Today’s RBA recital was Allyson McHardy and Rachel Andrist in a program called Women on the Edge. What we got was a sampler from what will eventually be a longer show. First up was Schumann’s Poèmes de Marie, Reine des Écossais. It’s a very late Schumann work and, I think, one of his best vocal works. But there’s some history here. Schumann set German translations of five poems by Mary in French plus a Latin prayer Mary’s Latin is very classically elegant). The original French was subsequently rearrranged by Bernard Diamant for Maureen Forrester and that’s the version Allyson sang today. But wait, there’s a snag. The second piece Après la naissance de son fils is a bit of an anomaly. There is no French text by Mary Stuart or anyone else. The text is Scots and probably not by Mary at all. Some sources suggest it was actually graffiti in Edinburgh castle. How/why did Diamant render it into French? Who knows. Scholarly quibbling aside these are really gorgeous works and beautifully suited to Allyson’s voice. She has a really beautiful voice and it seems to be gravitating to contralto territory as she (tries desperately to find appropriately not ungallant phrase). Anyhow it was very fine.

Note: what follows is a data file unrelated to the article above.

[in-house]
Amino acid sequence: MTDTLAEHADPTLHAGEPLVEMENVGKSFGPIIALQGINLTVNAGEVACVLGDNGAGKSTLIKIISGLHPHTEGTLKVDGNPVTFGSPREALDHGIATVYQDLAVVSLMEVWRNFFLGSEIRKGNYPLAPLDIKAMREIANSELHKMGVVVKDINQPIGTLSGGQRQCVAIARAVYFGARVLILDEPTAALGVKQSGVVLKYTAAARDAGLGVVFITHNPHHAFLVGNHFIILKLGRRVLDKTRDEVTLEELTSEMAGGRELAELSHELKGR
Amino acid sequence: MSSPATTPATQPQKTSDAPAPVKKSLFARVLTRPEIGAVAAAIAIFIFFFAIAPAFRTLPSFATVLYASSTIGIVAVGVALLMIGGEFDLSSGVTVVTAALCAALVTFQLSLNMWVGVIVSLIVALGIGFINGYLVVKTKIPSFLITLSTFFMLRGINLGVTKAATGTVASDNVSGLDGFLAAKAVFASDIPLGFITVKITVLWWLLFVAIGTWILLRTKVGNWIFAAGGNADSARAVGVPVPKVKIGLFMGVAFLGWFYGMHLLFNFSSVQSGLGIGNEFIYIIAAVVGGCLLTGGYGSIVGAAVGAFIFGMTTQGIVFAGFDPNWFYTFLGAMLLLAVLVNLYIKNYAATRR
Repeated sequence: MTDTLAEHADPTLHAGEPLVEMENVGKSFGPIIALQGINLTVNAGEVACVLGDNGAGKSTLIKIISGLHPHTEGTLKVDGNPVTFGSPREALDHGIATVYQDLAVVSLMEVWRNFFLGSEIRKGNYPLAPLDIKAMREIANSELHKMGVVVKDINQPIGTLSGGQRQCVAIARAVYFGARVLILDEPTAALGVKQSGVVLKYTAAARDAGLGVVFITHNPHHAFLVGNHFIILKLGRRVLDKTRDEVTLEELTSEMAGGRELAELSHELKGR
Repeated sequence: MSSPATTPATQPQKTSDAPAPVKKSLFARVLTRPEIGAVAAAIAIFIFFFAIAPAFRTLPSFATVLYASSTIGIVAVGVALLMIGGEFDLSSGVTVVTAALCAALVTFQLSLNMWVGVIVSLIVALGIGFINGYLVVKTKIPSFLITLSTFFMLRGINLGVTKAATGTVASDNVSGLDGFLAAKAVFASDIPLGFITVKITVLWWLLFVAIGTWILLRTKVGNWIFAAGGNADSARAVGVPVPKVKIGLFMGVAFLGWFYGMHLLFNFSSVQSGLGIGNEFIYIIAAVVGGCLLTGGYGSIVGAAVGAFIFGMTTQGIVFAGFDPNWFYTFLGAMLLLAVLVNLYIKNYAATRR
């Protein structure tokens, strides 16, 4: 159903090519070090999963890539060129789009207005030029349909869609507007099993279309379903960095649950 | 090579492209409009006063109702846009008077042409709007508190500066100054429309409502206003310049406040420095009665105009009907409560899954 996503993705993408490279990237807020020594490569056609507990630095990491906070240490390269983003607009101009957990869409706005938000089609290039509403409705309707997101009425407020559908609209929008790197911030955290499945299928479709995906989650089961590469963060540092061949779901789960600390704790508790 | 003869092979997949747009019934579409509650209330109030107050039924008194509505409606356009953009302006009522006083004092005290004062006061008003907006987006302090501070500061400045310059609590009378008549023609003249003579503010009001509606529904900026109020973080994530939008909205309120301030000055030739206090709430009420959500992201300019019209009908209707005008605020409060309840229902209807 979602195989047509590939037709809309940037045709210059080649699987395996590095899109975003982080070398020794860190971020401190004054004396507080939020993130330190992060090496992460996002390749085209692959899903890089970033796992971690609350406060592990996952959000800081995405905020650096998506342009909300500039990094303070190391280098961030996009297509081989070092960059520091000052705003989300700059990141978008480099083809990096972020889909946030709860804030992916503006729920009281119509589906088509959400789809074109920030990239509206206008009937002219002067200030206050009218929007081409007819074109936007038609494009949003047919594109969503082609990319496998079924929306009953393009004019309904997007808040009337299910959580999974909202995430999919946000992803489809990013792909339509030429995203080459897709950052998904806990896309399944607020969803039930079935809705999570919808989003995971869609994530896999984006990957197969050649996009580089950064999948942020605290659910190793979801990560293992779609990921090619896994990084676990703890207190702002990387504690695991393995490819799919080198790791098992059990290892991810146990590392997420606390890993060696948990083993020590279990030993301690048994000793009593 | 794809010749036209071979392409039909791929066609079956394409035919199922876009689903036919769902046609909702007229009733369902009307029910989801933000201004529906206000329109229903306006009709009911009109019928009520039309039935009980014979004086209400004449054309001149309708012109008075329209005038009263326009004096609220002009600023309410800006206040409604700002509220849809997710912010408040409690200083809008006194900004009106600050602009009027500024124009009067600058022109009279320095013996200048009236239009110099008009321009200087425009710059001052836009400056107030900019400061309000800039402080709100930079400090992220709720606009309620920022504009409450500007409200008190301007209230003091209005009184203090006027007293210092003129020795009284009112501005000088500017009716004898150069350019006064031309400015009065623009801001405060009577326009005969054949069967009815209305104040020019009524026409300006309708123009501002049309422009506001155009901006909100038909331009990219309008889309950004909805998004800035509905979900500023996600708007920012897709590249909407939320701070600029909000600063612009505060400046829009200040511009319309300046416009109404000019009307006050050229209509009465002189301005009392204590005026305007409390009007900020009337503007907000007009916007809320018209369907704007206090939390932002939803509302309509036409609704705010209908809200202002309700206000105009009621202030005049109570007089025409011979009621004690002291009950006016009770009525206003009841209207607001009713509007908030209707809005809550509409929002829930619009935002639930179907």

The second piece up was Zemlinsky’s 6 Songs after Poems by Maeterlinck. Despite the MC’s best efforts to frighten the audience with references to Schoenberg, Berg and Webern, these are classic Zemlinsky in high post-Romantic form. Sure, there are a few accidentals in the piano line but serialism this is not! There might have been a hint of Weill in there though. The texts of course are weird but Maeterlinck… Again lovely performances.
The ladies closed out with Cole Porter’s What is this Thing Called Love and the Gershwin’s surprisingly racy The Lorelei. Now I’ve always seen Ms. McHardy as the sort of girl where butter wouldn’t melt in her mouth. Now I’m really not so sure…
I really want to see the longer show.
Photocredit: Karen Reeves